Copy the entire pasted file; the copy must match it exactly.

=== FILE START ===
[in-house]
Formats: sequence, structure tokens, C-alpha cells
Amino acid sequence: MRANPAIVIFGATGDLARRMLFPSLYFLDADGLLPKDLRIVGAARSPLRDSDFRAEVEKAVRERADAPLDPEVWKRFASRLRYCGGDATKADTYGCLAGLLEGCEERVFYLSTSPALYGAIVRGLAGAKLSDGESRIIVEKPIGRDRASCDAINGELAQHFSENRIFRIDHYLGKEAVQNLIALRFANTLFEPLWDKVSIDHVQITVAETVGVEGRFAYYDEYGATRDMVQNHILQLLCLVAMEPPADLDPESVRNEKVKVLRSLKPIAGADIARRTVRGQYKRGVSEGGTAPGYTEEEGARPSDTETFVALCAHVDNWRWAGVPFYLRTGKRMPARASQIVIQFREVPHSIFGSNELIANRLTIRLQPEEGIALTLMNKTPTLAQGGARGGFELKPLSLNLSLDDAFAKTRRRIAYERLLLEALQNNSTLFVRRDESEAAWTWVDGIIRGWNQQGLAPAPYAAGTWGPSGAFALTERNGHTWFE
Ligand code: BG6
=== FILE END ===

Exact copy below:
[in-house]
Formats: sequence, structure tokens, C-alpha cells
Amino acid sequence: MRANPAIVIFGATGDLARRMLFPSLYFLDADGLLPKDLRIVGAARSPLRDSDFRAEVEKAVRERADAPLDPEVWKRFASRLRYCGGDATKADTYGCLAGLLEGCEERVFYLSTSPALYGAIVRGLAGAKLSDGESRIIVEKPIGRDRASCDAINGELAQHFSENRIFRIDHYLGKEAVQNLIALRFANTLFEPLWDKVSIDHVQITVAETVGVEGRFAYYDEYGATRDMVQNHILQLLCLVAMEPPADLDPESVRNEKVKVLRSLKPIAGADIARRTVRGQYKRGVSEGGTAPGYTEEEGARPSDTETFVALCAHVDNWRWAGVPFYLRTGKRMPARASQIVIQFREVPHSIFGSNELIANRLTIRLQPEEGIALTLMNKTPTLAQGGARGGFELKPLSLNLSLDDAFAKTRRRIAYERLLLEALQNNSTLFVRRDESEAAWTWVDGIIRGWNQQGLAPAPYAAGTWGPSGAFALTERNGHTWFE
Ligand code: BG6